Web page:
What on Earth Do You Have To Do To Lose Your New York Times Column???!!!???!?!?
Not even *leaving the Times* will do it!
If you are anything like me, you have probably found yourself asking a simple question at some point in your life: what in the world does it take to lose your job as a New York Times opinion columnist?
A Times column is not an easy thing to get, but once you have it, it seems that there is absolutely nothing that will dislodge you from your perch. Blatant ethical lapses won’t do it. Outrageous attempts to abuse your power won’t do it. Writing lazy, hacky columns won’t do it. Having terrible opinions for decades on end certainly won’t do it. Only positions like “Supreme Court justice” or “pope” come close to matching the kind of job security you get as a Times columnist (and even popes get hounded out once every few hundred years).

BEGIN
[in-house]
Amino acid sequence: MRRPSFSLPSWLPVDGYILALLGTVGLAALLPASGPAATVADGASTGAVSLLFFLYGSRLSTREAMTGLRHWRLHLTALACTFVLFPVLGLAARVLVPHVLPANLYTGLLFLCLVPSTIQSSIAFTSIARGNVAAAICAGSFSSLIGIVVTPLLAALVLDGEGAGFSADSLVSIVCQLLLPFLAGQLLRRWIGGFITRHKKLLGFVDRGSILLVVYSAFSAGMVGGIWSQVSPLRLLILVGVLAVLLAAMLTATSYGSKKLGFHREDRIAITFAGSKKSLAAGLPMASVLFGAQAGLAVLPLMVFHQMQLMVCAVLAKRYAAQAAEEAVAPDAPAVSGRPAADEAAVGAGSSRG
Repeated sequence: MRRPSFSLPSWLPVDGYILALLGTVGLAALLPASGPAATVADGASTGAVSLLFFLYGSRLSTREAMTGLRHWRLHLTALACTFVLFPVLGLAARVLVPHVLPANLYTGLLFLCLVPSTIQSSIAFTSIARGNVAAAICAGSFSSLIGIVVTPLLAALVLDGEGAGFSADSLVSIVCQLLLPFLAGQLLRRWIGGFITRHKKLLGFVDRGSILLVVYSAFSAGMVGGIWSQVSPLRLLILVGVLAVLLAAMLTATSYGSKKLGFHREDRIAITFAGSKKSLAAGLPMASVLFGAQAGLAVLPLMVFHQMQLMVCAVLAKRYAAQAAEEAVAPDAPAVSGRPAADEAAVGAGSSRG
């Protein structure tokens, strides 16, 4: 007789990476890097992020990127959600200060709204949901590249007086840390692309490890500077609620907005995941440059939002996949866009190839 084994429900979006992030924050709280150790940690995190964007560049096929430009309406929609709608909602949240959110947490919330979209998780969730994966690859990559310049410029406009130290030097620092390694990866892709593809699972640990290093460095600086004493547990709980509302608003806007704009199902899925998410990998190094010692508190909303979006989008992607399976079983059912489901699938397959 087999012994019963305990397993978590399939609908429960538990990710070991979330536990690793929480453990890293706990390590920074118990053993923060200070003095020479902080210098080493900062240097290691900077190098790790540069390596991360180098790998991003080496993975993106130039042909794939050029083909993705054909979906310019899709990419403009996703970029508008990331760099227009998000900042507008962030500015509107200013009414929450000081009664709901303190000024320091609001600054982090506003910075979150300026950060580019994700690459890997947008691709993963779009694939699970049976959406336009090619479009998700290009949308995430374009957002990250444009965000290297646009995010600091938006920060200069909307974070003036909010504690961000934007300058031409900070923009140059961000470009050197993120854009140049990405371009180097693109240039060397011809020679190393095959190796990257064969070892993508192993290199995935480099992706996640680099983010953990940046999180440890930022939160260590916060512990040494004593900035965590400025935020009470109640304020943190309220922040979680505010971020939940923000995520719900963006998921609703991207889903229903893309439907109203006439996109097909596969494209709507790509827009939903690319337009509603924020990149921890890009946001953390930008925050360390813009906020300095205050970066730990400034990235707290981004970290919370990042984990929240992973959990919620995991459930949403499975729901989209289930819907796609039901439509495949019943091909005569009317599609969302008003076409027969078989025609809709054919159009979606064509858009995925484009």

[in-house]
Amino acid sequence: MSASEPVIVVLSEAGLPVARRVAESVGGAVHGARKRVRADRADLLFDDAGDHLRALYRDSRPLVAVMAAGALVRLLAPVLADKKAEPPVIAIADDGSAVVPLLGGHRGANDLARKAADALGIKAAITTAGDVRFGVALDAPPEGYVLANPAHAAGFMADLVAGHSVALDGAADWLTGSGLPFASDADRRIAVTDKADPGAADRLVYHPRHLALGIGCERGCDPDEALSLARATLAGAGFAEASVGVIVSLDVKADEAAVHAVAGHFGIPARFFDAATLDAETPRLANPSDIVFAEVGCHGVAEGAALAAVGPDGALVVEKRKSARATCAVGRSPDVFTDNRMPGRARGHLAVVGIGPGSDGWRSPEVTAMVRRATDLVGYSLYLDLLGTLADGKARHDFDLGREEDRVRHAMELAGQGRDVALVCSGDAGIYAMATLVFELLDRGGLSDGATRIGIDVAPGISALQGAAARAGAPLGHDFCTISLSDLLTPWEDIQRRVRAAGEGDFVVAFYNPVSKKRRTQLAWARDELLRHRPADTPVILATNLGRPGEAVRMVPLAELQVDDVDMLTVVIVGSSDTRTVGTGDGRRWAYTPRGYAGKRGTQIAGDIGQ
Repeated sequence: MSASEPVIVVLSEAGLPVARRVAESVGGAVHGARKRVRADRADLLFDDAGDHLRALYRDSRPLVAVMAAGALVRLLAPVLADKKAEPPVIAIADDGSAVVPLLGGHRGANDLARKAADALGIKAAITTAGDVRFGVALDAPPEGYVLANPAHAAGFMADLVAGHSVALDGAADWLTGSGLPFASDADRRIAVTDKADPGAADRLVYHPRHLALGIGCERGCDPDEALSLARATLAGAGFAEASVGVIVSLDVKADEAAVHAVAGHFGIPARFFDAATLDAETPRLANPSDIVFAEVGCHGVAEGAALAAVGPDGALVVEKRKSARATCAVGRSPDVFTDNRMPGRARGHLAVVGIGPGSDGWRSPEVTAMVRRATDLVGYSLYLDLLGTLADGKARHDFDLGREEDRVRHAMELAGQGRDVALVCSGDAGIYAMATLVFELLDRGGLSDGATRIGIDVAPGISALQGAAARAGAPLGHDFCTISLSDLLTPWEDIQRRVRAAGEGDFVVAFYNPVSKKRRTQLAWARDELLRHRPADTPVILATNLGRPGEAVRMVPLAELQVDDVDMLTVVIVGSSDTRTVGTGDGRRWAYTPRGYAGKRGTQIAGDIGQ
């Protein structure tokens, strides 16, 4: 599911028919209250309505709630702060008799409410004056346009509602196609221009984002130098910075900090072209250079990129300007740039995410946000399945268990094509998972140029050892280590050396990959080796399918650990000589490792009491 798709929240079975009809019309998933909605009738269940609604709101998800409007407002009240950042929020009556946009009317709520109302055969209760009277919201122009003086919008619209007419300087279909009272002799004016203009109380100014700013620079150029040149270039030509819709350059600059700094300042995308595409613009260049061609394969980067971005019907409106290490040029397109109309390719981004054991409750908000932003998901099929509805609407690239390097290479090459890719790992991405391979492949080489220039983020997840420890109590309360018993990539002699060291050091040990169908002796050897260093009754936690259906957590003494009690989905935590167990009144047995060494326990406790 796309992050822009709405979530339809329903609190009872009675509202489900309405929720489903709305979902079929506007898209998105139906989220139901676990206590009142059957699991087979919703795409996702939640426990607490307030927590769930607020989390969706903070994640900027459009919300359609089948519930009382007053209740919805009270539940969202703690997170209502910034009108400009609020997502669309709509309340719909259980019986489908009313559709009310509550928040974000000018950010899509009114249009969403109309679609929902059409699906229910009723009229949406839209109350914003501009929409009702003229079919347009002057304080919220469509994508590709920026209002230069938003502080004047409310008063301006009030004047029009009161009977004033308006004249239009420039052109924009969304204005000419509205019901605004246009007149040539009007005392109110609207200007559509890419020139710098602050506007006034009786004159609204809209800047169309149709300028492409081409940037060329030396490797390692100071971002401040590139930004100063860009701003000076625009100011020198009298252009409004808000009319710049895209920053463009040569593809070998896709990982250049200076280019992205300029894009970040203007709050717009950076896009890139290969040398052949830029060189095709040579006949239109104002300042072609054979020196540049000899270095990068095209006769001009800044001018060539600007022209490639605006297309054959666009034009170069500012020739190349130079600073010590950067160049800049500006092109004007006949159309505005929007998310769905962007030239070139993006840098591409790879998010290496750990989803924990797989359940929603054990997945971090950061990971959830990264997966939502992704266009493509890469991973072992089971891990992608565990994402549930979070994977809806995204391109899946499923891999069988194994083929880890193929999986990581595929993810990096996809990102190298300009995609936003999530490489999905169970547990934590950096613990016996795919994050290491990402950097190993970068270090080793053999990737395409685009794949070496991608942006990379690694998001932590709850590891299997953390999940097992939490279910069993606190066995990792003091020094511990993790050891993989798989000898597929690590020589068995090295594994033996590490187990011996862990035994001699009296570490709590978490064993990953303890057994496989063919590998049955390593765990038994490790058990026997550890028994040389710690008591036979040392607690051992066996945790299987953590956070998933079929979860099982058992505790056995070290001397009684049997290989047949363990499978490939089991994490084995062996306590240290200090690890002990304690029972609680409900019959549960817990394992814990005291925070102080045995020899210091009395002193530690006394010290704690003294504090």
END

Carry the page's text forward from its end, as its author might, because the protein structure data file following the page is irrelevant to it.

Now, though, we’ve suddenly been given an exciting new category of “thing that won’t cost you your New York Times column”: voluntarily quitting the New York Times to pursue a completely different career. That’s right: if you’re a Times op-ed writer, you can hand in your notice, go do something else entirely, and then just saunter back to the Times and pick up your column—and your very large paycheck—as if nothing happened.
We know this because that is what has just happened to one of the most historically annoying people at the Times, Nick Kristof. Must be nice!!!
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